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Problem is poor judgement, although data retention practices would help

from: fungau
date: Jul. 4th, 2008 04:31 am (UTC)
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This is IH from isohunt.com. Brian, you should have talked with robbat2 before. I've went through this same process with our lawsuit brought by the MPAA so I thought I'll share some of my thoughts on the issue.

As unreasonable as I think these lawsuits by Viacom/MPAA may be, in order for the legal process to work, plaintiffs are entitled to evidence in order to prove their case. However, user privacy should be a large concern in disclosing of data (logs) as evidence, and in neither Youtube's or our case, there's no reason for turning over data that would expose your personal identify (such as your IP address). From glancing the order against Youtube, the reason they were ordered to turn over user histories is to prove user infringements, and inclusion of IP's in such logs is to uniquely identify users who may have signed up multiple usernames/accounts. I call bullshit on that. If someone uses multiple usernames, he can as easily login with multiple IP addresses, disclosing IP's would not help the plaintiffs in proving copyright infringements. I expect Google/Youtube to appeal the order (at least I sure hope so).

As for us, we successfully argued in our MPAA case that we don't need to turn over your IP addresses as it is a violation of user privacy with no evidentiary value, and only turned over .torrent access logs in anonymized form. You may not like to hear that .torrent logs are being turned over, but the truth is we were ordered to do so and that the MPAA does need anonymous logs to prove their frivolous lawsuit.

More at http://isohunt.com/forum/viewtopic.php?t=134054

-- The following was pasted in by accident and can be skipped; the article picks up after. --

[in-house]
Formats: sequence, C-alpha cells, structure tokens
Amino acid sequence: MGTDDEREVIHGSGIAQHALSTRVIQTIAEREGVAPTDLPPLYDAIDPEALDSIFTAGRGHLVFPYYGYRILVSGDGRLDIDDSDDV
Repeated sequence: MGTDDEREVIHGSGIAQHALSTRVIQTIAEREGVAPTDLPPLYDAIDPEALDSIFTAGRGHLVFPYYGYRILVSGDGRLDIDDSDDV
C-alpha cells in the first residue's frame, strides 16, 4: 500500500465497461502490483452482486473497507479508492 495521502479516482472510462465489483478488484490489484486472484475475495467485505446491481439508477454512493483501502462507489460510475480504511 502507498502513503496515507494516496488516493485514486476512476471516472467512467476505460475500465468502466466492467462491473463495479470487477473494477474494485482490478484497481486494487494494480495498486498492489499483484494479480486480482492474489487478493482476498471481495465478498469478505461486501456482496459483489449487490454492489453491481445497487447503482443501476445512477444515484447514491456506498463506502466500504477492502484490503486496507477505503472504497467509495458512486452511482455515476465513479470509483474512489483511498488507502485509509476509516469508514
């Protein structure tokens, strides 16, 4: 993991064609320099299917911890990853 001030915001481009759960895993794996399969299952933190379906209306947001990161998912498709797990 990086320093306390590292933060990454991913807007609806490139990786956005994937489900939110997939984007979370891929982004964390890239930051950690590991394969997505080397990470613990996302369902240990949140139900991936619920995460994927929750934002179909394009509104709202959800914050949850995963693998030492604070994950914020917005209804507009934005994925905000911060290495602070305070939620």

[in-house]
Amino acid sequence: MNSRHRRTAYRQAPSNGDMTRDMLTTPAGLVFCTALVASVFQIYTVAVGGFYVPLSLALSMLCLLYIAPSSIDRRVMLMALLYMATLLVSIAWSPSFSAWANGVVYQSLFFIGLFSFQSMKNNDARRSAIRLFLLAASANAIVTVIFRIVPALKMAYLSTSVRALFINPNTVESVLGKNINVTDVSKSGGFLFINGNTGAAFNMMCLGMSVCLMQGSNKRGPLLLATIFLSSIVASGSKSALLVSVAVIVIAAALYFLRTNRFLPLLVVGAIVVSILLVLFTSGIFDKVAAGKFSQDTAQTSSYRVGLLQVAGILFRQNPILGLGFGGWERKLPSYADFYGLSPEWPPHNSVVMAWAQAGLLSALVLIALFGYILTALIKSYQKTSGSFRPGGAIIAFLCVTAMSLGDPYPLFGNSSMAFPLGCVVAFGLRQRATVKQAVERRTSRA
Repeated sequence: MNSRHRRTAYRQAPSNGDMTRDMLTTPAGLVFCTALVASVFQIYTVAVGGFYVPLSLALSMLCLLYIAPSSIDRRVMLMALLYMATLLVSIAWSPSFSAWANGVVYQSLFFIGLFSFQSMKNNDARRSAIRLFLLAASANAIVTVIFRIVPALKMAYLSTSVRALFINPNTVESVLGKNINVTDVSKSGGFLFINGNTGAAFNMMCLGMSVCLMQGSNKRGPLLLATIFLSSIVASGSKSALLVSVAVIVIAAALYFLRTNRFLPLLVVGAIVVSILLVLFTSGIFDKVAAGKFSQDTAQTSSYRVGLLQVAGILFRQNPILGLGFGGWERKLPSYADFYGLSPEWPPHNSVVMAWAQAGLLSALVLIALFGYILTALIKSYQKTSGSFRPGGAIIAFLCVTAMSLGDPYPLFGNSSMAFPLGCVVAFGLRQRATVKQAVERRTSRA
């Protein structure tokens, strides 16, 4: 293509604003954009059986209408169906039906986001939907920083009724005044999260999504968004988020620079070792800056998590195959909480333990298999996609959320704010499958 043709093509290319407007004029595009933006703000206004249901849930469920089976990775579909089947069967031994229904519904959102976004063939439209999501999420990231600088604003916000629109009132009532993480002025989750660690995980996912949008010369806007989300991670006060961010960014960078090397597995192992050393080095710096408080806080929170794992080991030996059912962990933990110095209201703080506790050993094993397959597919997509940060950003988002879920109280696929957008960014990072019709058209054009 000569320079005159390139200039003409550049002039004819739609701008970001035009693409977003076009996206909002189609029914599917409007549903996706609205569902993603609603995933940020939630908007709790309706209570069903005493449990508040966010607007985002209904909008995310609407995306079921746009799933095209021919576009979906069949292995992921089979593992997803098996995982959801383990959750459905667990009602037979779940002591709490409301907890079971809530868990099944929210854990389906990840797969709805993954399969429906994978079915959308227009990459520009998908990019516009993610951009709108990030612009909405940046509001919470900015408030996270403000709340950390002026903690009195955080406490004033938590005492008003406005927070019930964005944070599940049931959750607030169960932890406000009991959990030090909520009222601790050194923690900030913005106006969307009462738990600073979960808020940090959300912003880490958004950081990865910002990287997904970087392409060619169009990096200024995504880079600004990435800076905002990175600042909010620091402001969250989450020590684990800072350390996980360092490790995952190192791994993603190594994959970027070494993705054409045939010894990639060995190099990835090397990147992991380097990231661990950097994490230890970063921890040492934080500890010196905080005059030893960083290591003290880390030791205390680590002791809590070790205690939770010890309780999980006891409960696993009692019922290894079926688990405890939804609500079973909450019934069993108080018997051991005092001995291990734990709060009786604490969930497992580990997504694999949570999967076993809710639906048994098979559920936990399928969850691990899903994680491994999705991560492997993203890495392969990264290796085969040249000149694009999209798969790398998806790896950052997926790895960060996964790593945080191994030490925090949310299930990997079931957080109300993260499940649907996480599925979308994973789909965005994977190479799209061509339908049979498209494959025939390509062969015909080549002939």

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Data Information

from: hallesey
date: Jul. 5th, 2008 01:09 pm (UTC)
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I am from the U.K., and here we have had problems with discs filled with confidential information going missing (whether by accident or not), and I am very wary of giving out information to authorities except that which is required by law, i.e. taxes and insurance. My own opinion is that this U.S. law should be attacked tooth and nail, as goodness where the information will land up.

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backing off?

from: axehind
date: Jul. 15th, 2008 03:39 pm (UTC)
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Looks like viacom may be backing off some
http://news.bbc.co.uk/2/hi/technology/7506948.stm

"Google, owners of YouTube, will now hand over the database but without data that could identify users."

"We are pleased to report that Viacom, MTV and other litigants have backed off their original demand for all users' viewing histories and we will not be providing that information," said a statement on the YouTube blog.

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The problems with stopping tracking of any kind

from: cheuer
date: Aug. 17th, 2008 07:43 am (UTC)
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Realistically, the problem is not that the judges may or may not be uneducated. The problem is the Patriot act. Due to the fact that many of the provisions in the patriot act are being shot down, they government may or may not be resorting to an old tactic of their's to get people's private information in a legal manner, namely indirect purchasing of data in which they had no part in either the prompting nor the actual collection of said data.